For some curious reason, which I did not figure out, my Canadian family’s Thanksgiving dinner was hosted today, Saturday, in prime Haliburton cottage country in a solid wood chalet by chilly Lake Kushog (believe me, I actually had a short swim- and short is the stressed word here). First, we had rain, then the sun tried a brief appearance but, soon the hail was taking over followed by a hard rain and a refreshing breeze. So quick swim, recovery in hot-tub and off to a full day of cooking, with ETA 18 hundred hours, for a buffet for 17. The good thing about this Saturday’s rehearsal is that it was a great success that can be replicated on Thanksgiving day, Monday. (By you, not us).
A 25 pound grain fed Ontario Turkey bird from White House Meats, green beans, Brussels sprouts, mashed potatoes, squash purée, Romaine lettuce, roasted yams, cranberry sauce and fig-orange conserve. As you can see, this is quite a few dishes and I forgot the stuffing and gravy! Good thing that it was a family affair, that my sisters-in law are amazing cooks. They did produce this feast and tarts, not to mention pumpkin pies with hand-beaten vanilla whipped cream. The whipped cream was the only item produced by a male, and today I wondered if this was really my Canada :).
Bonnie made the parsnip and carrot fries and they were the highlight of conversation. Nephews commented at the clever disguise, a vegetable that looked like a French fry, but turned out to be a parsnip or carrot with a Balsamic caramel “costume”. The carrots were heirloom carrots from Québec with amazing colours, ranging from pale yellow to bright orange with red stripes.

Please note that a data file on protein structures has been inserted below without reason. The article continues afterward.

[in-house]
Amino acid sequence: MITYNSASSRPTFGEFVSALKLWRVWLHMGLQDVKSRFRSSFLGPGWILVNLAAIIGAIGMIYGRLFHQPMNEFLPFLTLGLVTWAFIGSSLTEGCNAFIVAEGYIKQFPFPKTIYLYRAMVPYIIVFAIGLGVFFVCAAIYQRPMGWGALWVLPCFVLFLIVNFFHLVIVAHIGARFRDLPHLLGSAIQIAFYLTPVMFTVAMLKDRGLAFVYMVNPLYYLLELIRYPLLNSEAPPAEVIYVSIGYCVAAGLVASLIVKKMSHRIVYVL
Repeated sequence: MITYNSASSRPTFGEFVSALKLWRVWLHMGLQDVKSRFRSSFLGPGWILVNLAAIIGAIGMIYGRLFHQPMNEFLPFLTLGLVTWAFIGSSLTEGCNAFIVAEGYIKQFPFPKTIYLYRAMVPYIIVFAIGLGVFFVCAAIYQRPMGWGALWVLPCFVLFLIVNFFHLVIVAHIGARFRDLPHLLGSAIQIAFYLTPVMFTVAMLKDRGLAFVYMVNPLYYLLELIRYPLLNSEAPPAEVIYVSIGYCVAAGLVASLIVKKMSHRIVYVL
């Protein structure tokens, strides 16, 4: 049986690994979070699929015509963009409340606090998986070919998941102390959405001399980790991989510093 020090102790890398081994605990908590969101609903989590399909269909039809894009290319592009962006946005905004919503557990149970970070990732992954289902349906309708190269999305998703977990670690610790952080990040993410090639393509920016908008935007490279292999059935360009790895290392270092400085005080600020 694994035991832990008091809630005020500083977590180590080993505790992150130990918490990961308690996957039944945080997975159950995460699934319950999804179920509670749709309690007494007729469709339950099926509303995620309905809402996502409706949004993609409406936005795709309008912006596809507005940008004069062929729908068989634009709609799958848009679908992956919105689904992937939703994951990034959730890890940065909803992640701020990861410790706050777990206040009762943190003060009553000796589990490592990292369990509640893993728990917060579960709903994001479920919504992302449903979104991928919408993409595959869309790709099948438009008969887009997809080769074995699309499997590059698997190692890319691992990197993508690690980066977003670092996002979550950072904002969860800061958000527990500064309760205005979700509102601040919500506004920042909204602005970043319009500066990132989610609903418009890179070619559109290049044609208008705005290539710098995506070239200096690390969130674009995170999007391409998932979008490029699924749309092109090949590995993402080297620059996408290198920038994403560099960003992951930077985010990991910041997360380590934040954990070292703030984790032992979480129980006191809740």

My job was to cut up all the parsnips and carrots in pieces about the size of thin shoestring fries. All the thin cuts were gathered in a large bowl and sprinkled with a mixture of equal parts of Extra-virgin olive oil and Balsamic vinegar with brown sugar, I think it was a good cup of the “sauce” for 6 pounds of vegetables. After tossing them well, you lay them out flat on cookie sheets and roast them at 350 or higher for maybe 30 minutes, or the time it takes to get them crispy on the outside and very mushy inside just like the original French fries should be. Haha, that’s the trick and Bonnie is keeping that one under her hat. The vegetables are only roasted though, which brings the flavours out and saves you from the evil of deep-fry. The adults loved it, the younger crowd complained about the cheat, but there was not one “fry” left. As for French fries, do sprinkle with lots of salt before serving!